OPINIONS
LESLEY CAMERON, divorce lawyer: Promiscuous genes? I don't think so! I know a lot of clients of mine would like to blame their adultery on promiscuous genes but I really can't agree. I think people don't work at their marriages any more. It is very sad. We see an awful lot of divorces within a year, two years, three years of marriage: it's as though people don't treat marriage as a serious contract.

PASTOR R L WILLIAMS, Baptist Church: It is a natural thing for people to want to commit adultery because we are sinners, but to approve of it is contrary to the word of God. In Exodus XX He said, "Thou shalt not commit adultery".

FIONA PITT KETHLEY, poet and writer: Promiscuity can be quite good if all the people are free and single, but I am not for adultery. I think people can get hurt. Most open relationships are only open one way as far as I can see.

LADY OLGA MAITLAND: The Bishop should be speaking firmly and clearly up for the institution of marriage, not sanctioning mankind's weaknesses. It strikes me that he has lost the whole meaning of spiritual leadership. The role of the church is to give some leadership and it's singularly failing to do so.

COLIN THORPE, pet shop manager: If you look at primates and other animals they are not particularly monogamous. Monogamy is a social thing that was instituted in the days before birth control to protect children in the family environment. I don't think it is as important as it was because now there is no reason to have unwanted children, so you can be polygamous without affecting children.

ANGELA BURIAN, marriage counsellor: There is a tremendous amount of truth in what the Bishop of Edinburgh says. In the Nineties there is a feeling in the air that marriages are not happy places and that you are therefore quite at liberty to go and have an extra marital affair.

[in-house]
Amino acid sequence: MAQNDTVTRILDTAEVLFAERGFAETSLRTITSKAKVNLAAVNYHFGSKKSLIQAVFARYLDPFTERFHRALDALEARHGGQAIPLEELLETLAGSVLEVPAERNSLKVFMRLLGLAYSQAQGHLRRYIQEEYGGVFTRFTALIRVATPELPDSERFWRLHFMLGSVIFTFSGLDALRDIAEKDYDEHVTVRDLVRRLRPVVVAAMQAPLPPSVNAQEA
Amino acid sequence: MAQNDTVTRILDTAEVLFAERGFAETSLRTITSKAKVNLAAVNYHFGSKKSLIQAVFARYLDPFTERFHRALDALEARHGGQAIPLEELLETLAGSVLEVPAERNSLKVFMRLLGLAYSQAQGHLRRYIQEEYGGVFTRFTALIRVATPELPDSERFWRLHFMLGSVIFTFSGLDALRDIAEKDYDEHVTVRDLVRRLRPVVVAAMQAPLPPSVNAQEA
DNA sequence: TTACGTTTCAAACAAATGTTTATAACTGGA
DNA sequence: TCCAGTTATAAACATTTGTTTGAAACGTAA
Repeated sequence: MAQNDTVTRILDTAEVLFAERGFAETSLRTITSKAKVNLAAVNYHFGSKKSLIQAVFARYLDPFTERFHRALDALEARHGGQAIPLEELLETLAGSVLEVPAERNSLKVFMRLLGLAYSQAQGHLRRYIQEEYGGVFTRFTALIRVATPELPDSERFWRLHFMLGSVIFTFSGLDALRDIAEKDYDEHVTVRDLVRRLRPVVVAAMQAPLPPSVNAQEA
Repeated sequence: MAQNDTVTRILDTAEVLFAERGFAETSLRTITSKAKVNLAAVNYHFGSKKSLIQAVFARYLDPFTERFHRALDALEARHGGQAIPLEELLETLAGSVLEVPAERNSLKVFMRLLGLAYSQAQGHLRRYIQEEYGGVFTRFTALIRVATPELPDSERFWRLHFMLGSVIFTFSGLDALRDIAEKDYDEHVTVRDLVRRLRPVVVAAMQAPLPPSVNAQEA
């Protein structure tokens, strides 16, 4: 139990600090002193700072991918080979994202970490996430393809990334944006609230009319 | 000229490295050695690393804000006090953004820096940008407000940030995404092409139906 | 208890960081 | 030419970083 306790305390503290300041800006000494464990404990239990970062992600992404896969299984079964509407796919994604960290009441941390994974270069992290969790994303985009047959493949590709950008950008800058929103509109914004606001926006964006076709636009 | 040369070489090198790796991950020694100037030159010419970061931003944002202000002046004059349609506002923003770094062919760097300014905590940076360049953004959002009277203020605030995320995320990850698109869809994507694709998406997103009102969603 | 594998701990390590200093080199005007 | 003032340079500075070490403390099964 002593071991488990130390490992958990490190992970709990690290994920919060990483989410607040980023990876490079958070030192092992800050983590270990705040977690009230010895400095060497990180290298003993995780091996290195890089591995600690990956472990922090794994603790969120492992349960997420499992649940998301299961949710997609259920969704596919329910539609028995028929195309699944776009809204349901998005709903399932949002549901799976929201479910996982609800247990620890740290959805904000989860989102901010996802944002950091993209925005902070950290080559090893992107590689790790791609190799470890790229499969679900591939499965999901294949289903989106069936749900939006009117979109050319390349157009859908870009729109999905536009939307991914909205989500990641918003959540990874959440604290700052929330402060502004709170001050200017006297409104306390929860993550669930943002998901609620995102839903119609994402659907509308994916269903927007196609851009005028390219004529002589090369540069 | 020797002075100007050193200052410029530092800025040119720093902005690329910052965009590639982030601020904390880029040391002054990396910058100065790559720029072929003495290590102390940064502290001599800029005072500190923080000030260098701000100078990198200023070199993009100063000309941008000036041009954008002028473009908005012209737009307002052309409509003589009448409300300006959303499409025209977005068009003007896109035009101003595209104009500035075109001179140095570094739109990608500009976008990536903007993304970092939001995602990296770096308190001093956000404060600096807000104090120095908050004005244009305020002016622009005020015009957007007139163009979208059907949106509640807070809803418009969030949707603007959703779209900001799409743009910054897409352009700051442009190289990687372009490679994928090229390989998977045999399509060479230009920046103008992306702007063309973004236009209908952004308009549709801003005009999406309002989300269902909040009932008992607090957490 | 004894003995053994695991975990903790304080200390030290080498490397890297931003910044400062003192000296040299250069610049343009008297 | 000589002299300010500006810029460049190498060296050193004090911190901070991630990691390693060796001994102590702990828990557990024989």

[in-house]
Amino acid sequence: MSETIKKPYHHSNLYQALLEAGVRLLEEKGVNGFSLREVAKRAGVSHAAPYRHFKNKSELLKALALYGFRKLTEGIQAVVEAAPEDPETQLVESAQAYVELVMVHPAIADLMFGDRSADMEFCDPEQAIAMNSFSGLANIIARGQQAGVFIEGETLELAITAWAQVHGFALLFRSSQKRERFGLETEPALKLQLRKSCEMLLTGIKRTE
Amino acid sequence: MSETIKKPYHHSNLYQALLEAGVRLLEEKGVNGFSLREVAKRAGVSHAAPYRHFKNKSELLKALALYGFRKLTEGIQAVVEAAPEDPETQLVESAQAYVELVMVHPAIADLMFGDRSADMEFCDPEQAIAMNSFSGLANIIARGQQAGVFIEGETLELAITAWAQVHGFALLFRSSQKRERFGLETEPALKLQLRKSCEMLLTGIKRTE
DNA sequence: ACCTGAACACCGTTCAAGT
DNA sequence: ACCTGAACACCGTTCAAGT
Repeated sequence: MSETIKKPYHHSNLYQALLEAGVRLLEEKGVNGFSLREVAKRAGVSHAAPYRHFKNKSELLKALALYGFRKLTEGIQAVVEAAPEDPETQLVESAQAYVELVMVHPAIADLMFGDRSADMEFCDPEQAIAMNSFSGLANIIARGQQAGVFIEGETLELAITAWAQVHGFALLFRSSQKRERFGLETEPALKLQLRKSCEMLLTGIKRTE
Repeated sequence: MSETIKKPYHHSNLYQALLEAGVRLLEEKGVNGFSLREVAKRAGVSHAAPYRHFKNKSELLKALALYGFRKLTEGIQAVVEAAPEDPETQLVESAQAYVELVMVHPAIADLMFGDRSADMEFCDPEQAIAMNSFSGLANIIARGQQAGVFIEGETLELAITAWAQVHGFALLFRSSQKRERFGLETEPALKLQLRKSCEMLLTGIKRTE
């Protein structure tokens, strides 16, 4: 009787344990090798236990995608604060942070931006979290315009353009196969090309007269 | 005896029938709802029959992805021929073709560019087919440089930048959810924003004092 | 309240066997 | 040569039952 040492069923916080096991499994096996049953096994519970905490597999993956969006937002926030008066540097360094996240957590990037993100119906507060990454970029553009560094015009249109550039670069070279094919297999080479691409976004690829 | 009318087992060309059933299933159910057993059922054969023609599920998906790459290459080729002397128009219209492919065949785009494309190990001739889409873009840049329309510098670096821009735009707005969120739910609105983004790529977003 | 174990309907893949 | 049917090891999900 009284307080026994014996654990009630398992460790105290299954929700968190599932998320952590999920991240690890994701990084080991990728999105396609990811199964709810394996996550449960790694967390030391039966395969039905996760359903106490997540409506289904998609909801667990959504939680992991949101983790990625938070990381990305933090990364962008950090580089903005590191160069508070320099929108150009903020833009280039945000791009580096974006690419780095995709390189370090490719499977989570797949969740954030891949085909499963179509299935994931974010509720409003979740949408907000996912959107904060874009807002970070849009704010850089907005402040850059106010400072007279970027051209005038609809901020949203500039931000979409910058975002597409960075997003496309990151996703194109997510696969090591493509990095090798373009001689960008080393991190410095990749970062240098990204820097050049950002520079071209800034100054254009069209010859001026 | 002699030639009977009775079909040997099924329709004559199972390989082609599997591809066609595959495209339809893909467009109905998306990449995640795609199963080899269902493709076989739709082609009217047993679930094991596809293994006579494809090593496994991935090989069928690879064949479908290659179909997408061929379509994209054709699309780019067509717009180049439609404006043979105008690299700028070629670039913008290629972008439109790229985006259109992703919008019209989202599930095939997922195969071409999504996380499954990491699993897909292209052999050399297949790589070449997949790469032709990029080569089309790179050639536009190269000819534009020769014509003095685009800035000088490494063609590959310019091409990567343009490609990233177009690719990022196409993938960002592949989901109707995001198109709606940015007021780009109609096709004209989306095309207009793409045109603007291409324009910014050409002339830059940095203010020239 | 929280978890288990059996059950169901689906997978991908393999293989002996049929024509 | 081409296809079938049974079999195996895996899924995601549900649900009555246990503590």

DAVID ICKE: The Bishop of Edinburgh's comments are a step forward, but only a tiny step. Over the centuries the church has created a tidal wave of fear and guilt through psychological Fascism and turned a beautiful spiritual experience into something dirty and tatty. My feeling is that we need to follow our hearts and do what we believe to be right and stop being dictated to.

UNA MARY PARKER, novelist: Probably every married couple mentally goes through "I wonder what it would be like if ..." It may be a basic instinct in everybody, but that's something that, surely, religion is supposed to teach you to control. Adultery is a total betrayal and very damaging to the fabric of a relationship because it destroys trust.

JOHN EASTLIGHT, public servant: People commit adultery because, to coin two phrases, "the grass is always greener" and "familiarity breeds contempt". The whole point of humanity is that we look beyond our physical yearnings and use our minds to control our bodies. I think when you actually do it, it's never what you expect it to be. My wife committed adultery and now lives in Australia, regretting it.

PAULA MILNE, writer of The Politician's Wife: The idea that adultery is based on man's natural desire to procreate is crazy. Surely procreation is the last thing on the mind of an adulterous man!

PAUL KLINE, greengrocer: There's an old rhyme, I don't know where it comes from - "Higamous hogamus, woman's monogamous, Hogamus higamus, man is polygamous". But I think the urge to stray surfaces in both after they've been together a few years. Being tempted is one thing, though, and giving in and doing something that is wrong it is quite another.

SUSAN McCALL, teacher: If you have anything to do with children, you'll know that all kinds of things are natural but not necessarily desirable. Educating out our natural instincts is a part of civilisation.

RICHARD DAWKINS, biologist, author of The Selfish Gene: To say that something is natural is not a justification for doing it.

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